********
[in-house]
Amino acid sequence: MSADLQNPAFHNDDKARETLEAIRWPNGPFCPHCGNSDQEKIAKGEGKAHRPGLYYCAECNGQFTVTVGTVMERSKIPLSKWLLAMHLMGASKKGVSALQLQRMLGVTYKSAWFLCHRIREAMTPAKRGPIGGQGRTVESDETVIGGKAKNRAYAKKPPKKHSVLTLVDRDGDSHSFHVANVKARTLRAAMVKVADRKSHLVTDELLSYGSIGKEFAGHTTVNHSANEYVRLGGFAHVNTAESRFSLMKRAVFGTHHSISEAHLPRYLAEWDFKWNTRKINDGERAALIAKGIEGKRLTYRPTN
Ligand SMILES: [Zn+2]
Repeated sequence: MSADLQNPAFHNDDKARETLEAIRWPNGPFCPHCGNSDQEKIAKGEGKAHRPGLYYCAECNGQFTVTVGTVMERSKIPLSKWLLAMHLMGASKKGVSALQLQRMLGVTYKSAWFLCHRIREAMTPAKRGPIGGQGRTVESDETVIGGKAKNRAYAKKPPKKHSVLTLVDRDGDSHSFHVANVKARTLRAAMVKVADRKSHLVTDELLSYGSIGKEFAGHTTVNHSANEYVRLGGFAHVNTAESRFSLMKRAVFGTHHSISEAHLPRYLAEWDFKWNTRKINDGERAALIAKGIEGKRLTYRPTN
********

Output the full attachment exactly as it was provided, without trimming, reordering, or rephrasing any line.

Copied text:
[in-house]
Amino acid sequence: MSADLQNPAFHNDDKARETLEAIRWPNGPFCPHCGNSDQEKIAKGEGKAHRPGLYYCAECNGQFTVTVGTVMERSKIPLSKWLLAMHLMGASKKGVSALQLQRMLGVTYKSAWFLCHRIREAMTPAKRGPIGGQGRTVESDETVIGGKAKNRAYAKKPPKKHSVLTLVDRDGDSHSFHVANVKARTLRAAMVKVADRKSHLVTDELLSYGSIGKEFAGHTTVNHSANEYVRLGGFAHVNTAESRFSLMKRAVFGTHHSISEAHLPRYLAEWDFKWNTRKINDGERAALIAKGIEGKRLTYRPTN
Ligand SMILES: [Zn+2]
Repeated sequence: MSADLQNPAFHNDDKARETLEAIRWPNGPFCPHCGNSDQEKIAKGEGKAHRPGLYYCAECNGQFTVTVGTVMERSKIPLSKWLLAMHLMGASKKGVSALQLQRMLGVTYKSAWFLCHRIREAMTPAKRGPIGGQGRTVESDETVIGGKAKNRAYAKKPPKKHSVLTLVDRDGDSHSFHVANVKARTLRAAMVKVADRKSHLVTDELLSYGSIGKEFAGHTTVNHSANEYVRLGGFAHVNTAESRFSLMKRAVFGTHHSISEAHLPRYLAEWDFKWNTRKINDGERAALIAKGIEGKRLTYRPTN